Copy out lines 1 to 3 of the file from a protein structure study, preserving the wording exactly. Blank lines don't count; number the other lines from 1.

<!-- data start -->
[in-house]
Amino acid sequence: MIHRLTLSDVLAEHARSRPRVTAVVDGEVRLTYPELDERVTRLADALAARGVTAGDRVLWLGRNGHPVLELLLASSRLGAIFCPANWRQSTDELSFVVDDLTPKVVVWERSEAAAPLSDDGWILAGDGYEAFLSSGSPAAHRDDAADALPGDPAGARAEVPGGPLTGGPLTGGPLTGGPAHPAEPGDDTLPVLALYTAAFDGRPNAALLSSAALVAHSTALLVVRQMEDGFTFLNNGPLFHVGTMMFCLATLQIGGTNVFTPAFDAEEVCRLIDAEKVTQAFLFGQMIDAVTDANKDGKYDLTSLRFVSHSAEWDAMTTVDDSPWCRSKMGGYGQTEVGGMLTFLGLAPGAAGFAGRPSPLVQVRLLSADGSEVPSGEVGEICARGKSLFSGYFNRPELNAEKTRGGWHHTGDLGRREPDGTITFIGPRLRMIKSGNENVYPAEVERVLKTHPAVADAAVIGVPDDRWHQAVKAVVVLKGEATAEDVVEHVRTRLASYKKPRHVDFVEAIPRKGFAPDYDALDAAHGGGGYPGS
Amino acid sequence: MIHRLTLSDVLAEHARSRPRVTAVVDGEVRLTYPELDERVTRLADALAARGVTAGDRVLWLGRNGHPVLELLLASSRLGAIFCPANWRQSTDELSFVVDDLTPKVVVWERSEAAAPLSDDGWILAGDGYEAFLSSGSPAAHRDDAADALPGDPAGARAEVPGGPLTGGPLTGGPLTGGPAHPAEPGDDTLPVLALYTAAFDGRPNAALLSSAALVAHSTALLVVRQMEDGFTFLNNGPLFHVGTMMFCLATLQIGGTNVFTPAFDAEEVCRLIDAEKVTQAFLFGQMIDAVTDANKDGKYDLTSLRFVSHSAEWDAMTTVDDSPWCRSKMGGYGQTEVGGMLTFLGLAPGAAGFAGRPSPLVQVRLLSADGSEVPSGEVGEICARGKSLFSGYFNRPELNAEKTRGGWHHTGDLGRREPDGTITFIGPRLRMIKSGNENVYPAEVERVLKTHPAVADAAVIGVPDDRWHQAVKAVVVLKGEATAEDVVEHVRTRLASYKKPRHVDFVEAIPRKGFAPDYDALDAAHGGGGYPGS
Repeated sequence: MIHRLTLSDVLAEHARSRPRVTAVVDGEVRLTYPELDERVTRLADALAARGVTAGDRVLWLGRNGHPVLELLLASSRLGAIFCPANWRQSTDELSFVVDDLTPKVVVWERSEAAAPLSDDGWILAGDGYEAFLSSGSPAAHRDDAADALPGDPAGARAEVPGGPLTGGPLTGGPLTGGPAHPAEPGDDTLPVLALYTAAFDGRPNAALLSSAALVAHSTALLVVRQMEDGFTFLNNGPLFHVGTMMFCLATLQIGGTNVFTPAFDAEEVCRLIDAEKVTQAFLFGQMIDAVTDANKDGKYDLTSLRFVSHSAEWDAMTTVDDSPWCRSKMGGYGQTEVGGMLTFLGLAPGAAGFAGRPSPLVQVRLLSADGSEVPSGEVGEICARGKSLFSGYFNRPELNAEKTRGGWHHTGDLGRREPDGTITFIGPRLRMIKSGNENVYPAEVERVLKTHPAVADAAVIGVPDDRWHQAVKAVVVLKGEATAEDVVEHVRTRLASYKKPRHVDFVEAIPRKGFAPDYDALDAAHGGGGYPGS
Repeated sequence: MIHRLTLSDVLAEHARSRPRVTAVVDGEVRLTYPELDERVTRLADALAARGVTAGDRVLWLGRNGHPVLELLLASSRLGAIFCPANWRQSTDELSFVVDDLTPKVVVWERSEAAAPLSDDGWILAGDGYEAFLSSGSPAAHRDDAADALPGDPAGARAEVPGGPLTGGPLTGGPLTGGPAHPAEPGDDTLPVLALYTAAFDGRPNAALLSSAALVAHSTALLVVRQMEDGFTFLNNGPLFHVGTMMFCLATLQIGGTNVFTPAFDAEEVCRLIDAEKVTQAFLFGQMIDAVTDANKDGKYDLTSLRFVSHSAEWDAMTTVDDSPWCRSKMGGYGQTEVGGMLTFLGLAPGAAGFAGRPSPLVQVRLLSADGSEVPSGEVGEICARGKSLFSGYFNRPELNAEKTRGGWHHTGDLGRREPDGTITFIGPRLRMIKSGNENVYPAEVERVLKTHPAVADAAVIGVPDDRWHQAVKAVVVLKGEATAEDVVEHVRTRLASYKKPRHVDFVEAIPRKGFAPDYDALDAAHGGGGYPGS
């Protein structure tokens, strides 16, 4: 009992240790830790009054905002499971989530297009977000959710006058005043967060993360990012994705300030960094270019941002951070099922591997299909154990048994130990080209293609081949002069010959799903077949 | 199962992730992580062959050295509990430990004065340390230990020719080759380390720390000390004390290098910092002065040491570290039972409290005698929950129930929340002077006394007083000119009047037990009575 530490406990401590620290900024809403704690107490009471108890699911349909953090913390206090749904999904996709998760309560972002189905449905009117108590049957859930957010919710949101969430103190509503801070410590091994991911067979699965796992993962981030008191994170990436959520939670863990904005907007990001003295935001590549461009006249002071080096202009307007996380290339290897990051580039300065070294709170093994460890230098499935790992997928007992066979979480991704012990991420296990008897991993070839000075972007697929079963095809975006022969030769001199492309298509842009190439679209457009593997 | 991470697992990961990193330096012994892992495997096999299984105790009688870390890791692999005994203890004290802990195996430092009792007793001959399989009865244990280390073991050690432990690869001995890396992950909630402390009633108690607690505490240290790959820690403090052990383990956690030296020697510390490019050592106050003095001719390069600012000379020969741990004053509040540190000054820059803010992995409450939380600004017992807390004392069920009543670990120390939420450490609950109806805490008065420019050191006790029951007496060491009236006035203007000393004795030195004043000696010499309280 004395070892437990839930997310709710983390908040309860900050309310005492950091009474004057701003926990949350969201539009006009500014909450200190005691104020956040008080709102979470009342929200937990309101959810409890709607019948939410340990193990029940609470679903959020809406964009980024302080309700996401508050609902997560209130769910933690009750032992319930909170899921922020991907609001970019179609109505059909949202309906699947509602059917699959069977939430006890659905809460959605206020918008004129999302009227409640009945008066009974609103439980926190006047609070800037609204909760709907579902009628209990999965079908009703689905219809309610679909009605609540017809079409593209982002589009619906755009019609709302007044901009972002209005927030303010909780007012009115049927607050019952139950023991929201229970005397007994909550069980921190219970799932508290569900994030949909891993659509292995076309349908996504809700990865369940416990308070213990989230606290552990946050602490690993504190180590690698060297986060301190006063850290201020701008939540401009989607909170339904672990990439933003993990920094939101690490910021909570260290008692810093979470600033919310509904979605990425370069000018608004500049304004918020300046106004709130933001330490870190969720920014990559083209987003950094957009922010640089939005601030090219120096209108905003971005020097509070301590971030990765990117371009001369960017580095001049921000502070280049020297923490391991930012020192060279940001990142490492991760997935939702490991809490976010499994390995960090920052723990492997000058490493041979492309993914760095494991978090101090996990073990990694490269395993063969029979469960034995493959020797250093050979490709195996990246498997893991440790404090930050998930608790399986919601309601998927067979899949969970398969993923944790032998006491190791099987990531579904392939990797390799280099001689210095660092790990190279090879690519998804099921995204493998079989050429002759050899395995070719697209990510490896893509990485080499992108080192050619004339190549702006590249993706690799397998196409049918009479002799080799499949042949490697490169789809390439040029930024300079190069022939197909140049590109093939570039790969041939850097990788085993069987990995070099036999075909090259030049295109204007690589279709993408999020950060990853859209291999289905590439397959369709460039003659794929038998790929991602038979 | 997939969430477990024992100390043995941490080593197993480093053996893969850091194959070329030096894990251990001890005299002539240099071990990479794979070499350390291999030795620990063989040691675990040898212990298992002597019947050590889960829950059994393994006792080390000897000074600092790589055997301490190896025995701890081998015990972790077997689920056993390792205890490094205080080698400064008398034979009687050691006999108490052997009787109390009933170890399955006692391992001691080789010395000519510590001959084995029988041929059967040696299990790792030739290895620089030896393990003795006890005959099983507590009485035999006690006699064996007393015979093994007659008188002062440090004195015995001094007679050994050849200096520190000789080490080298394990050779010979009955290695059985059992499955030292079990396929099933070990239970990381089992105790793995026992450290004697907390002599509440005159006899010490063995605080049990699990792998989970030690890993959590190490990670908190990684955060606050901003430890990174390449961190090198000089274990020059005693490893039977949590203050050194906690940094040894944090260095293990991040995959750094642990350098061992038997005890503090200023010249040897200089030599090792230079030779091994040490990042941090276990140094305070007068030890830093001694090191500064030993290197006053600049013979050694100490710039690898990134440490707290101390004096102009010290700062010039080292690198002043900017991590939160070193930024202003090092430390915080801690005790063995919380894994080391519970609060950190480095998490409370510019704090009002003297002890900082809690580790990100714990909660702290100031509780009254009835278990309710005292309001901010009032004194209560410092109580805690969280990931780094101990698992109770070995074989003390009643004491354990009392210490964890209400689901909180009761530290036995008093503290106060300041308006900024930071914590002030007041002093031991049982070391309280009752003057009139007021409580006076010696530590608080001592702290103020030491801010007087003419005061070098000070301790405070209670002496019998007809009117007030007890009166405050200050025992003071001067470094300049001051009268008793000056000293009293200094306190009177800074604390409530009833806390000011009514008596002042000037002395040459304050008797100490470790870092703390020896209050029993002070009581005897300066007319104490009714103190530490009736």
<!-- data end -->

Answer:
[in-house]
Amino acid sequence: MIHRLTLSDVLAEHARSRPRVTAVVDGEVRLTYPELDERVTRLADALAARGVTAGDRVLWLGRNGHPVLELLLASSRLGAIFCPANWRQSTDELSFVVDDLTPKVVVWERSEAAAPLSDDGWILAGDGYEAFLSSGSPAAHRDDAADALPGDPAGARAEVPGGPLTGGPLTGGPLTGGPAHPAEPGDDTLPVLALYTAAFDGRPNAALLSSAALVAHSTALLVVRQMEDGFTFLNNGPLFHVGTMMFCLATLQIGGTNVFTPAFDAEEVCRLIDAEKVTQAFLFGQMIDAVTDANKDGKYDLTSLRFVSHSAEWDAMTTVDDSPWCRSKMGGYGQTEVGGMLTFLGLAPGAAGFAGRPSPLVQVRLLSADGSEVPSGEVGEICARGKSLFSGYFNRPELNAEKTRGGWHHTGDLGRREPDGTITFIGPRLRMIKSGNENVYPAEVERVLKTHPAVADAAVIGVPDDRWHQAVKAVVVLKGEATAEDVVEHVRTRLASYKKPRHVDFVEAIPRKGFAPDYDALDAAHGGGGYPGS
Amino acid sequence: MIHRLTLSDVLAEHARSRPRVTAVVDGEVRLTYPELDERVTRLADALAARGVTAGDRVLWLGRNGHPVLELLLASSRLGAIFCPANWRQSTDELSFVVDDLTPKVVVWERSEAAAPLSDDGWILAGDGYEAFLSSGSPAAHRDDAADALPGDPAGARAEVPGGPLTGGPLTGGPLTGGPAHPAEPGDDTLPVLALYTAAFDGRPNAALLSSAALVAHSTALLVVRQMEDGFTFLNNGPLFHVGTMMFCLATLQIGGTNVFTPAFDAEEVCRLIDAEKVTQAFLFGQMIDAVTDANKDGKYDLTSLRFVSHSAEWDAMTTVDDSPWCRSKMGGYGQTEVGGMLTFLGLAPGAAGFAGRPSPLVQVRLLSADGSEVPSGEVGEICARGKSLFSGYFNRPELNAEKTRGGWHHTGDLGRREPDGTITFIGPRLRMIKSGNENVYPAEVERVLKTHPAVADAAVIGVPDDRWHQAVKAVVVLKGEATAEDVVEHVRTRLASYKKPRHVDFVEAIPRKGFAPDYDALDAAHGGGGYPGS